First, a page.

I find that bees spend a good part of the winter up in the feed shim, milling about. Warmth?, food?, fresh air?. In very cold weather, they form a tighter cluster lower in the two deep brood boxes. However, they move back up when any warmth in ambient air. Being high up in the hive, does not necessarily mean low on honey.
 

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Discussion Starter · #8 ·
For sure keep an eye on weight and sugar blocks. I try to have a supply of blocks on all winter. If they are consuming sugar, the bees are not using honey. A frame or two or three of extra honey is very handy in the spring to move to a hive short of honey or use in NUCs.

I find that bees spend a good part of the winter up in the feed shim, milling about. Warmth?, food?, fresh air?. In very cold weather, they form a tighter cluster lower in the two deep brood boxes. However, they move back up when any warmth in ambient air. Being high up in the hive, does not necessarily mean low on honey.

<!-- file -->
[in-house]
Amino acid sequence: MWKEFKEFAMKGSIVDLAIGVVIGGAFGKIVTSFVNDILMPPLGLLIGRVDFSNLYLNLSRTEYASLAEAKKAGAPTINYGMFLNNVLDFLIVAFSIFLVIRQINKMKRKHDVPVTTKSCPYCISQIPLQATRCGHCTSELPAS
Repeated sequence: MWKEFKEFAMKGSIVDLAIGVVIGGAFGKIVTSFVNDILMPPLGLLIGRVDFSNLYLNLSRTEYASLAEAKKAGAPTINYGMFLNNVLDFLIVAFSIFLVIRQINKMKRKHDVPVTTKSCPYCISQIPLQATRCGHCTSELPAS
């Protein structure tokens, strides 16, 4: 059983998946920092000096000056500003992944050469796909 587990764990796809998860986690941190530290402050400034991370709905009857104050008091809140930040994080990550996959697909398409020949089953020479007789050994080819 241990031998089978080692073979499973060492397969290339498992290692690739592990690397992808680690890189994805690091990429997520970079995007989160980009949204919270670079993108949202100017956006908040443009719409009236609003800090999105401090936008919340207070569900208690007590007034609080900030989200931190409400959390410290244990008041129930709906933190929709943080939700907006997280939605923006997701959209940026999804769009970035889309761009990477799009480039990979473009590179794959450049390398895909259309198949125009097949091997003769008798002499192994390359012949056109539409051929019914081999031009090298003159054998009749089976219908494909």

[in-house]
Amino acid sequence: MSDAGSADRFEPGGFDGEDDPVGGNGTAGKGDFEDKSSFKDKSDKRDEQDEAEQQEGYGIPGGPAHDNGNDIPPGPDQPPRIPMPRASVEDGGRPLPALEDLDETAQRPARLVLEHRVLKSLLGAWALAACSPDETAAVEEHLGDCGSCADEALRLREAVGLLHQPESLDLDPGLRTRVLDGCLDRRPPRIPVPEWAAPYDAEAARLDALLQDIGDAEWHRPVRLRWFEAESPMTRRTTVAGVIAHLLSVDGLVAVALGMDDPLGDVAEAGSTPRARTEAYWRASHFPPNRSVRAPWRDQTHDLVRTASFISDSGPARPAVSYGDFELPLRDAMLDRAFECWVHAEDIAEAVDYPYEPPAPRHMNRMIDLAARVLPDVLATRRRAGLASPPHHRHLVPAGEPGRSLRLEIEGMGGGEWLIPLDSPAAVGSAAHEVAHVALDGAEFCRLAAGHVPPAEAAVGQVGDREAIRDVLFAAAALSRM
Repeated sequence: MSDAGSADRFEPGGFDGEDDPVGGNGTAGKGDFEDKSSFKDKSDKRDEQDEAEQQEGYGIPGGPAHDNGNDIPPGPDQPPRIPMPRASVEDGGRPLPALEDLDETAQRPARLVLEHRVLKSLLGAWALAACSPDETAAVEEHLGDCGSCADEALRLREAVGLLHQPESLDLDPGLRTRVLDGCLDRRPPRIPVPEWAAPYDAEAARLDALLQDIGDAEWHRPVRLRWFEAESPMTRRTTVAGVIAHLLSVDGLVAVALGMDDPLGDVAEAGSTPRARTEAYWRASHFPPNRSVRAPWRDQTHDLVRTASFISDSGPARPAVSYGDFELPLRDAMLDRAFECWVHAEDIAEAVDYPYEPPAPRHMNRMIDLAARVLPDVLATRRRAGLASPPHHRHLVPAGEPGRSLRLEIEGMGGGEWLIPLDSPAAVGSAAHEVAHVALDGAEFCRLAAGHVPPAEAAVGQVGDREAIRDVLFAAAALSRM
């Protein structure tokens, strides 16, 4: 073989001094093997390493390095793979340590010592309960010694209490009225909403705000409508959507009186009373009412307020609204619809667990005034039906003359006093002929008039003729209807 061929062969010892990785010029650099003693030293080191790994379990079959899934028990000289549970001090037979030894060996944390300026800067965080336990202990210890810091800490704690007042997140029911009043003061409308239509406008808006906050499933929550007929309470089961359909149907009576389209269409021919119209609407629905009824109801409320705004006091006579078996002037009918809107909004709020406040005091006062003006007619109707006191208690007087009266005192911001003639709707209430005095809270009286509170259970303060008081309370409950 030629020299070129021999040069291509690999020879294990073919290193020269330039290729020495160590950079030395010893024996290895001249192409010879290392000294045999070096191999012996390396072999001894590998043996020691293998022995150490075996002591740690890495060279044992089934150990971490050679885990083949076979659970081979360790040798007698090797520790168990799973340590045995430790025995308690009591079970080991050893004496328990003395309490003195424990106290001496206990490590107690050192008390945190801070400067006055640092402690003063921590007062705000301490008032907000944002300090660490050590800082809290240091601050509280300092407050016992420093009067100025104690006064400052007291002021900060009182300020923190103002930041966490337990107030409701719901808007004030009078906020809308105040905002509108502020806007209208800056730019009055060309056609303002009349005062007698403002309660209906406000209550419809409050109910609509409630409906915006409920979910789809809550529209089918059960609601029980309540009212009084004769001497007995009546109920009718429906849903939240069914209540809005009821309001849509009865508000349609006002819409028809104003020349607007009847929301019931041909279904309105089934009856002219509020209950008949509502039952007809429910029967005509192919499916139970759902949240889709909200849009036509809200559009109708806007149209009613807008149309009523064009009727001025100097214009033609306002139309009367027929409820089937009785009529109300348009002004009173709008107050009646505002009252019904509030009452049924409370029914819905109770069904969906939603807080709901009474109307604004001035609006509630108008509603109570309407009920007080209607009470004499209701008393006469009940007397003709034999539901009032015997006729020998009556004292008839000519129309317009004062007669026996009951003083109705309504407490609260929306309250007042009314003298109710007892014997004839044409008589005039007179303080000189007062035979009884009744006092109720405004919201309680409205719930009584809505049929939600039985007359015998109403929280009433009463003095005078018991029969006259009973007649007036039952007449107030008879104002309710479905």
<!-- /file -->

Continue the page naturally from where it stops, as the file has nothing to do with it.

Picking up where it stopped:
i hope this is right. Man i left a TON of honey on these hives. Most of them have 2 or more supers of honey.
 

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We had a warm day here in central New Jersey on Monday as well, so I went in and added some sugar blocks to my colony. Stores are low, so I just plan to keep feeding them until Spring. There was lots of activity, and plenty of bees flying. I sure do hope I can carry them thru the winter. I am having a great time, and I feel a definite level of responsibility to keep the colony healthy. I hope to expand to three hives this Spring.

Alan